Summer Reading

Obit is a great book I’ve been meaning to mention here. When I was at the news writer workshop last month, I learned that there’s a great tradition in obituary writing where journalists don’t simply summarize two lines about a death, viewings, and family left behind. Some actually go out and interview people and piece together a story of someone’s life.

Jim Sheeler has an interesting column in the Rocky Mountain News — he picks out regular people that have never appeared in the paper before and does an exhaustive story of their life. The book is simply a colleciton of his best. At times it can get kind of schmaltzy, but overall it’s more uplifting than it is depressing to read about the lives of 50 deceased people. You find out that even the most ordinary people can lead extraordinary lives.

I got to meet Jim at the workshop and I soon realized I’d read his stuff before. He did a highly acclaimed series on the military program that informs families that they lost their children in battle.

6 Comments

  • As morbid as some folks find it when I tell them, I love reading obits. Another great collection, highlighting the famous and not-so is The Last Word, edited by Marvin Siegel.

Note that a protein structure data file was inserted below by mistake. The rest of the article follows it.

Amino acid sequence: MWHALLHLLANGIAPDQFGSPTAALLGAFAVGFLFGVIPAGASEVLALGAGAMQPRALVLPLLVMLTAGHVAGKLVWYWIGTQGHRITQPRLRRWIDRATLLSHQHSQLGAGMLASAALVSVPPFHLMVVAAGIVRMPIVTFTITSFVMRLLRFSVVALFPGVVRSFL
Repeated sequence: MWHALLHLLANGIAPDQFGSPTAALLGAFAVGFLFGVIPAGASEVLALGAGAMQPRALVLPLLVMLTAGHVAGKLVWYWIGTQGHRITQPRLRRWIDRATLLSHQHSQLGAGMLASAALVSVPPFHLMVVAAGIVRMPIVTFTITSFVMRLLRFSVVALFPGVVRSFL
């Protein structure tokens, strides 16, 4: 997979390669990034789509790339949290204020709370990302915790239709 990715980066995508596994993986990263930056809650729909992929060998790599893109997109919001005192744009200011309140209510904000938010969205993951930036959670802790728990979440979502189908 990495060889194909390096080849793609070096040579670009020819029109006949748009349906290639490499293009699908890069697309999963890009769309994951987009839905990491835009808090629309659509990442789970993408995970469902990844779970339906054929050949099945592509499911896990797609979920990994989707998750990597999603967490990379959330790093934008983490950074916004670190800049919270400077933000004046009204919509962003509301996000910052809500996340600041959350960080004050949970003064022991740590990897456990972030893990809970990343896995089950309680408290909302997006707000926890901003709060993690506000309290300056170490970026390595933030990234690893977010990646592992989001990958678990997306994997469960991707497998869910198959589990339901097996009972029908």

• Sheeler is on to something with his column.
    Another well done spin on the classic obit: “Corpus Obscurum — Remembering those whose accomplishments vastly exceeded their fame.”
    http://www.corpusobscurum.com
    The latest post: “Developer of the flavor coating for Cap’n Crunch cereal dead at 79″

  • Weird, I’m just now reading The Dead Beat by Marilyn Johnson about people who write obituaries. Who knew it was some sort of meme?

  • John Grisham’s The Last Juror touches on this, as the main character buys a small town newspaper and finds out how important the obits are to the readers.
    Of course that isn’t the main story but it is a part of it.

  • My only obit book experience has been the book 52 McGs: The Best Obituaries from Legendary New York Times Writer Robert McG. Thomas, Jr. (http://tinyurl.com/2zboul).
    I stumbled across it in the ‘recommeded by staff’ section in a book store a few years back, and rather enjoyed it – it’s a great collection.

  • That series on the Marines who share the bad news…. it was probably the single most gripping and moving piece of journalism I’ve ever read. I was bawling. BAWLING.
    Just thought I’d reenforce that it’s worth clicking on that link up there…

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